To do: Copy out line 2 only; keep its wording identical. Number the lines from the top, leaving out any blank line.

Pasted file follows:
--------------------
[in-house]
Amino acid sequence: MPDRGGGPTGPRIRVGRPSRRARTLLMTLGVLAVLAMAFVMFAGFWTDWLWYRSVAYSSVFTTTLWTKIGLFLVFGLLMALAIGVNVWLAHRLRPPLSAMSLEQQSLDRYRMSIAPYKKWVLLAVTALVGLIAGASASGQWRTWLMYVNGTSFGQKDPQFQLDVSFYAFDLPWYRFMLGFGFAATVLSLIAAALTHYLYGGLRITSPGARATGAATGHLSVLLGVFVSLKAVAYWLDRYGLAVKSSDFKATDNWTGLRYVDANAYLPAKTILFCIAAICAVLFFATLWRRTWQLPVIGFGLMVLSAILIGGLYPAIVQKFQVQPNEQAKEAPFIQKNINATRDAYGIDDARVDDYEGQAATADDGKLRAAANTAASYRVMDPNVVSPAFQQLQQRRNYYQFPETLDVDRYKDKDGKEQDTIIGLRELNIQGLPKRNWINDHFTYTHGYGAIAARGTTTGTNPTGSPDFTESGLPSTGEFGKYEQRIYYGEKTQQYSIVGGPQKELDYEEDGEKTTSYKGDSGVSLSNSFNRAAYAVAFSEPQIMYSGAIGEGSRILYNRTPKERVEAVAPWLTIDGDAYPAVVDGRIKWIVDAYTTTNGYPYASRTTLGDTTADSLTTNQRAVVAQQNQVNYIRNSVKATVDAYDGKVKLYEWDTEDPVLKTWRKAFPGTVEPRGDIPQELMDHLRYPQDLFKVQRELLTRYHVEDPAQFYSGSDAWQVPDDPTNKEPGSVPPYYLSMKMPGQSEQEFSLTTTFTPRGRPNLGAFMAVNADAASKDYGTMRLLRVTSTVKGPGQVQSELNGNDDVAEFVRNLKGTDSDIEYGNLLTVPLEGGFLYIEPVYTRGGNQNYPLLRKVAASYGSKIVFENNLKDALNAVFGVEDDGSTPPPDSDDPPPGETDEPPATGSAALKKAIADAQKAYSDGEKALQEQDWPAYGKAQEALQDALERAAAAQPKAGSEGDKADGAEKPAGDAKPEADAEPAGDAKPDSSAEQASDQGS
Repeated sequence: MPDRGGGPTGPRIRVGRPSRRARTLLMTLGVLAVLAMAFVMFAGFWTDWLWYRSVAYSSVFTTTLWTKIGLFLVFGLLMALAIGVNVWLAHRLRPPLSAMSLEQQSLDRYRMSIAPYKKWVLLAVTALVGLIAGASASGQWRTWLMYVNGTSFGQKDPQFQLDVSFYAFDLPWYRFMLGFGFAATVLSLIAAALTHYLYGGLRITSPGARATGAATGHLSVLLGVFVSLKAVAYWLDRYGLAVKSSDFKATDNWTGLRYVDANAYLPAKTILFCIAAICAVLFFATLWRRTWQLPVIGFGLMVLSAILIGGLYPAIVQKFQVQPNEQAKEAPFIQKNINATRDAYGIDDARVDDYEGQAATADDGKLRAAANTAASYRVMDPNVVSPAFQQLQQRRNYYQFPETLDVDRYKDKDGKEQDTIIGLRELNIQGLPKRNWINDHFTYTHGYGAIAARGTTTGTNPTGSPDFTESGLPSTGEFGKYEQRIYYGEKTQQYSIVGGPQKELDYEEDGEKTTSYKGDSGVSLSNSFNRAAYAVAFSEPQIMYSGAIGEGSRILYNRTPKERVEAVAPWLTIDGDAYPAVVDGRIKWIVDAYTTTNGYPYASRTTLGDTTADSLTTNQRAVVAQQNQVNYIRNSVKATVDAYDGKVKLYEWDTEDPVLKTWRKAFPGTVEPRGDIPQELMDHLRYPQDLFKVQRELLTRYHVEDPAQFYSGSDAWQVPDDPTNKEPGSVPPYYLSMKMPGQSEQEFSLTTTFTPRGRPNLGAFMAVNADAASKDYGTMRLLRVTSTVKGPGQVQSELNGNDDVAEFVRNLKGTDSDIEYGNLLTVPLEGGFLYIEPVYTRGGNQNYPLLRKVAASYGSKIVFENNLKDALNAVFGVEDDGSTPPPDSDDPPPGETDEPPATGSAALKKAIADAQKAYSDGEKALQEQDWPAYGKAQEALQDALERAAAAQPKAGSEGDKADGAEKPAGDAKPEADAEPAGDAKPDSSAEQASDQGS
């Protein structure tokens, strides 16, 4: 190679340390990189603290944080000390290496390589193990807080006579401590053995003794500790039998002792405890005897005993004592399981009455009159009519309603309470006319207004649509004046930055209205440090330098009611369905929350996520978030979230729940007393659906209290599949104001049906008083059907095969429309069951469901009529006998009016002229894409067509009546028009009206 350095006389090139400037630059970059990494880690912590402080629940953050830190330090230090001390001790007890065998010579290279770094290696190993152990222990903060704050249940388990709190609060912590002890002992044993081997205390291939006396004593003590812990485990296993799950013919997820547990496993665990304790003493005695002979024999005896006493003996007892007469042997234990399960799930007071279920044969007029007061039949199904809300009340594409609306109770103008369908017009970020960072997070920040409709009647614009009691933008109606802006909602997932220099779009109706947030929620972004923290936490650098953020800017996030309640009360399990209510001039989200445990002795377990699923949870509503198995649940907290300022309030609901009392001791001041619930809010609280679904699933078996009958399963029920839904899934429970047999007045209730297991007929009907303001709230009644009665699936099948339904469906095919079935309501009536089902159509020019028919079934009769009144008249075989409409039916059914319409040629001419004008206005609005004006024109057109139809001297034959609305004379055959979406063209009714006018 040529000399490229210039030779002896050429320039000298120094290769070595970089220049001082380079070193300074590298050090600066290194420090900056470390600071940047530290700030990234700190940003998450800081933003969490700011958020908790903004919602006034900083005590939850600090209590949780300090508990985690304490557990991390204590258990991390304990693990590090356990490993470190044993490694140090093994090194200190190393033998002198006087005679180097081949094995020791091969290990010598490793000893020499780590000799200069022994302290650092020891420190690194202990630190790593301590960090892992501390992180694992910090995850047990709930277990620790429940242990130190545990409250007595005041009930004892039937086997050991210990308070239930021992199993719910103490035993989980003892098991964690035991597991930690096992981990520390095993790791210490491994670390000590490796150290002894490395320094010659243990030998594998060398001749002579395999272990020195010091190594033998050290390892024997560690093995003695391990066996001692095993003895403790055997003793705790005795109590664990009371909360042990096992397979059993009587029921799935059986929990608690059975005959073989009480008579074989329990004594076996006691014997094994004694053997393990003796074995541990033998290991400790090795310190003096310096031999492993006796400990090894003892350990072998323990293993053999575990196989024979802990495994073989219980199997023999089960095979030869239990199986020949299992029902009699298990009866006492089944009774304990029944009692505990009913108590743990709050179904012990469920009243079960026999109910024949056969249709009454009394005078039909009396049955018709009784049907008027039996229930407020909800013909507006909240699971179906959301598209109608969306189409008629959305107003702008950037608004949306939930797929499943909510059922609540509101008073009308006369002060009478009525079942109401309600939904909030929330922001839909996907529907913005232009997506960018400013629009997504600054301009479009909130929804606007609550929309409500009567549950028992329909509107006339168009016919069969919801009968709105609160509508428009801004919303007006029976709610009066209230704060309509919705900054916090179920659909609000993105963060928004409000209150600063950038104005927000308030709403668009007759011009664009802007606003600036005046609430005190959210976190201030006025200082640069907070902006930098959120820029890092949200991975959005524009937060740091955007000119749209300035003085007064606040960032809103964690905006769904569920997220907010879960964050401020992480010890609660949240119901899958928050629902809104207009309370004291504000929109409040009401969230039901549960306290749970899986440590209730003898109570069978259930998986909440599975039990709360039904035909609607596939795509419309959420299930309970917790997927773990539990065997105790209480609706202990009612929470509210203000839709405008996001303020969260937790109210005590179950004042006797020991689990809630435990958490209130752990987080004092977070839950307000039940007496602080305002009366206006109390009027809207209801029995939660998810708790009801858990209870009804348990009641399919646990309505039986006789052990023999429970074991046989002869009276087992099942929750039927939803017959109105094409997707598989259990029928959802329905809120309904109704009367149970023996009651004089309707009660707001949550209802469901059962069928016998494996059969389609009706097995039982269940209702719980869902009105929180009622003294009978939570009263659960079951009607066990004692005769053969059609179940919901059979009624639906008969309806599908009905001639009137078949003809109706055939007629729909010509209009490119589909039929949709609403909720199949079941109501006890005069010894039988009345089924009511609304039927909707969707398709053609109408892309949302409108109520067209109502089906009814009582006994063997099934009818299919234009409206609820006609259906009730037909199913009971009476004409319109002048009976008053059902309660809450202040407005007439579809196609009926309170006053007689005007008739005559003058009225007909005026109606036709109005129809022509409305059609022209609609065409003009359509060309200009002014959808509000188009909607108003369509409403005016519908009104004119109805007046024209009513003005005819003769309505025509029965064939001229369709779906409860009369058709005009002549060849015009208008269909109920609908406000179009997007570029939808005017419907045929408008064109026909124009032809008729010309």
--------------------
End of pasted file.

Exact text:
Amino acid sequence: MPDRGGGPTGPRIRVGRPSRRARTLLMTLGVLAVLAMAFVMFAGFWTDWLWYRSVAYSSVFTTTLWTKIGLFLVFGLLMALAIGVNVWLAHRLRPPLSAMSLEQQSLDRYRMSIAPYKKWVLLAVTALVGLIAGASASGQWRTWLMYVNGTSFGQKDPQFQLDVSFYAFDLPWYRFMLGFGFAATVLSLIAAALTHYLYGGLRITSPGARATGAATGHLSVLLGVFVSLKAVAYWLDRYGLAVKSSDFKATDNWTGLRYVDANAYLPAKTILFCIAAICAVLFFATLWRRTWQLPVIGFGLMVLSAILIGGLYPAIVQKFQVQPNEQAKEAPFIQKNINATRDAYGIDDARVDDYEGQAATADDGKLRAAANTAASYRVMDPNVVSPAFQQLQQRRNYYQFPETLDVDRYKDKDGKEQDTIIGLRELNIQGLPKRNWINDHFTYTHGYGAIAARGTTTGTNPTGSPDFTESGLPSTGEFGKYEQRIYYGEKTQQYSIVGGPQKELDYEEDGEKTTSYKGDSGVSLSNSFNRAAYAVAFSEPQIMYSGAIGEGSRILYNRTPKERVEAVAPWLTIDGDAYPAVVDGRIKWIVDAYTTTNGYPYASRTTLGDTTADSLTTNQRAVVAQQNQVNYIRNSVKATVDAYDGKVKLYEWDTEDPVLKTWRKAFPGTVEPRGDIPQELMDHLRYPQDLFKVQRELLTRYHVEDPAQFYSGSDAWQVPDDPTNKEPGSVPPYYLSMKMPGQSEQEFSLTTTFTPRGRPNLGAFMAVNADAASKDYGTMRLLRVTSTVKGPGQVQSELNGNDDVAEFVRNLKGTDSDIEYGNLLTVPLEGGFLYIEPVYTRGGNQNYPLLRKVAASYGSKIVFENNLKDALNAVFGVEDDGSTPPPDSDDPPPGETDEPPATGSAALKKAIADAQKAYSDGEKALQEQDWPAYGKAQEALQDALERAAAAQPKAGSEGDKADGAEKPAGDAKPEADAEPAGDAKPDSSAEQASDQGS